February 14 2008
â€œI would argue that Darwin, more than any scientist, changed our worldview,â€ Hopi Hoekstra, a biology professor and curator of mammalogy at Harvard University, said during the Darwin Day celebration. â€œHe changed the way we thought of ourselves.â€
This year celebrates the 199th year since Darwinâ€™s birth on Feb. 12, 1809. While each Feb. 12 scientists celebrate the discoveries and life of Darwin -- the man who first described biological evolution via natural selection with scientific rigor â€¢ they also acknowledge how science has contributed to humanity.
Indiana State joined the celebration three years ago.
â€œWe started this to increase awareness of scientific advancement,â€ said Rusty Gonser, ISU assistant professor of life science.
To that end, ISUâ€™s department of life sciences, along with the Center for Public Service and Community Engagement and Saint Mary-of-the-Woods College department of science and mathematics, asked Hoekstra to speak. Representatives of both schools presented Hoekstra with a certificate and a Darwin bobble head doll.
â€œItâ€™s an opportunity for them to hear from some of the cutting-edge scientists in the U.S., if not the world,â€ Gonser said of the students. â€œThat scientific community and culture is being brought to ISU and the students get to walk away with their knowledge.â€
For Krista Lenz, a sophomore pre-pharmacy major from Shelbyville, Ill., the talk did just that.
â€œItâ€™s amazing that something Darwin did 150 years ago is still relevant today and we still donâ€™t know everything about it,â€ she said.
Hoekstra said scientists are still trying to fill in the framework that Darwin established 149 years ago with his book â€œThe Origin of Species.â€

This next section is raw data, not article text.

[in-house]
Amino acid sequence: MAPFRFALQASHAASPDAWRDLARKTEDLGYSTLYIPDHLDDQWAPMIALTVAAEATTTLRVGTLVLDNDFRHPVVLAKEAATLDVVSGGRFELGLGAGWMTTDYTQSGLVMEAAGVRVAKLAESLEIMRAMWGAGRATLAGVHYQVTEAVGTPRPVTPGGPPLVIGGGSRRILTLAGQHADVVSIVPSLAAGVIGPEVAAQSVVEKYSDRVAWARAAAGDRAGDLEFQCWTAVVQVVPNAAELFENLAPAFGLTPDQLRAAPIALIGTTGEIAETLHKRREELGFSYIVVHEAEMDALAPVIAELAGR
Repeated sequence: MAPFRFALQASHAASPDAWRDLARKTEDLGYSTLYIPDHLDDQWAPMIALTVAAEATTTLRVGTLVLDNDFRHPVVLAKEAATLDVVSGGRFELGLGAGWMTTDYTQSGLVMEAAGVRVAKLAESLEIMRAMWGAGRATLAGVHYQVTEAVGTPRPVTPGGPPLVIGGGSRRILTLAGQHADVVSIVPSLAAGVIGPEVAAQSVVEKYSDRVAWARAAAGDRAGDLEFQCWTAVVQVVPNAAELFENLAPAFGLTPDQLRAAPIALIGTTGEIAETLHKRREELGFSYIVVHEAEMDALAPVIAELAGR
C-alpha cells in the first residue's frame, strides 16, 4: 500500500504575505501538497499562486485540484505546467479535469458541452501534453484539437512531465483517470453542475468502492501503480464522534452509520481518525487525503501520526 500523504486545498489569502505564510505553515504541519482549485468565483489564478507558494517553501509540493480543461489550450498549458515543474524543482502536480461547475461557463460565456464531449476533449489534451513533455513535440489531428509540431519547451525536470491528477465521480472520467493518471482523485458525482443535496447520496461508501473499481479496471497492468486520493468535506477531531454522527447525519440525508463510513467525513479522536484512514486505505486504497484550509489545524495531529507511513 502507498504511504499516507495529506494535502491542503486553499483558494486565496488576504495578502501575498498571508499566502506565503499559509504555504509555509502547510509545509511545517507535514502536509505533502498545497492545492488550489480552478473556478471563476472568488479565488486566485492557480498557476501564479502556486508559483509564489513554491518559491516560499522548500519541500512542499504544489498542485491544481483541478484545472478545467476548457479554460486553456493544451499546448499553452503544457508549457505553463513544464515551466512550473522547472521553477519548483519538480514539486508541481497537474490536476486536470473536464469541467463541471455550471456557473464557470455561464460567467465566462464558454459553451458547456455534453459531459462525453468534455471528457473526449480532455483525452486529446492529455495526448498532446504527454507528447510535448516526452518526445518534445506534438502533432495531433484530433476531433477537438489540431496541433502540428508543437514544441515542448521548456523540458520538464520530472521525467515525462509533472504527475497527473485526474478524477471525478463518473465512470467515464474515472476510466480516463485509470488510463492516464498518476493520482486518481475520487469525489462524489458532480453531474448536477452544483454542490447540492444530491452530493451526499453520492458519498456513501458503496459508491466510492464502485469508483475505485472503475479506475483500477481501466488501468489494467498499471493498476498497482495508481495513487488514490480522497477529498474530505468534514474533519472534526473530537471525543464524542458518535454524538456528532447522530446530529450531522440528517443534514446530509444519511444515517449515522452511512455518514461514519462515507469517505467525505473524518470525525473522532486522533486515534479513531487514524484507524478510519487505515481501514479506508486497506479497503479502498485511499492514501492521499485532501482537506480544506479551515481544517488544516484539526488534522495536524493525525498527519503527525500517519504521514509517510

â€œHe built this beautiful edifice,â€ she said. â€œWeâ€™re just laboring putting bricks into it.â€
Hoekstraâ€™s labor centers upon the evolutionary genetics within the natural populations of mammals, specifically deer mice in the wild. She spoke to the crowd of more than 100 about tracing the color differences in a subspecies of the deer mouse through genes.
Hoekstra has focused upon tracing the genetic color code for beach mice with their white color and brown dorsal stripe. Instead of dark soil and heavy vegetation, beach mice must blend into sand and sparse vegetation.
â€œItâ€™s a pretty harsh existence for beach mice,â€ she said. â€œThey look different than their mainland counterparts. Itâ€™s quite possible that the difference has arisen in only the past few thousand years.â€
At Harvard, lab work involved cross-breeding mice so researchers could find genetic mutations between the two. They also found that amino acid was linked to the genetic mutation in the wild â€¢ at least for the beach mice on the Gulf of Mexico side of Florida. For the beach mice on the Atlantic side of Florida, no such amino acid link existed and their genetic codes were different even though their coloring mirrored the gulf mice.
â€œWe found there are different genetic solutions to a common ecological problem,â€ Hoekstra said.
Now Hoekstra and her team of researchers are searching for a burrowing gene within mice.
â€œThese are mice that have never seen dirt. Their parents have never seen dirt,â€ she said. â€œYou put them in dirt and some will burrow.â€
Not only burrow, she said, but burrow in the same way as their wild cousins.
â€œWeâ€™re really just starting,â€ she said. â€œThere are lots of questions we can ask from behavior to genetics to neuroscience.â€
Contact: Rusty Gonser, Indiana State University, assistant professor of life sciences, at 812- 237-2395 or email@example.com
Writer: Jennifer Sicking, Indiana State University, assistant director of media relations, at 812-237-7972 or firstname.lastname@example.org
Cutline: Hopi Hoekstra, biology professor from Harvard University, laughs as she receives a Charles Darwin bobblehead doll from Rusty Gonser, Indiana State University assistant professor of life science. Hoekstra was the guest speaker of ISUâ€™s Darwin Day Celebration.
Cutline: Hopi Hoekstra, biology professor from Harvard University, speaks to an audience of more than 100 at Indiana State University as part of the Darwin Day Celebration.
In a day that included birthday cake and a bobble head doll, Indiana State University celebrated Charles Darwin's birthday by listening to a researcher discuss the genetic adaptation in mice.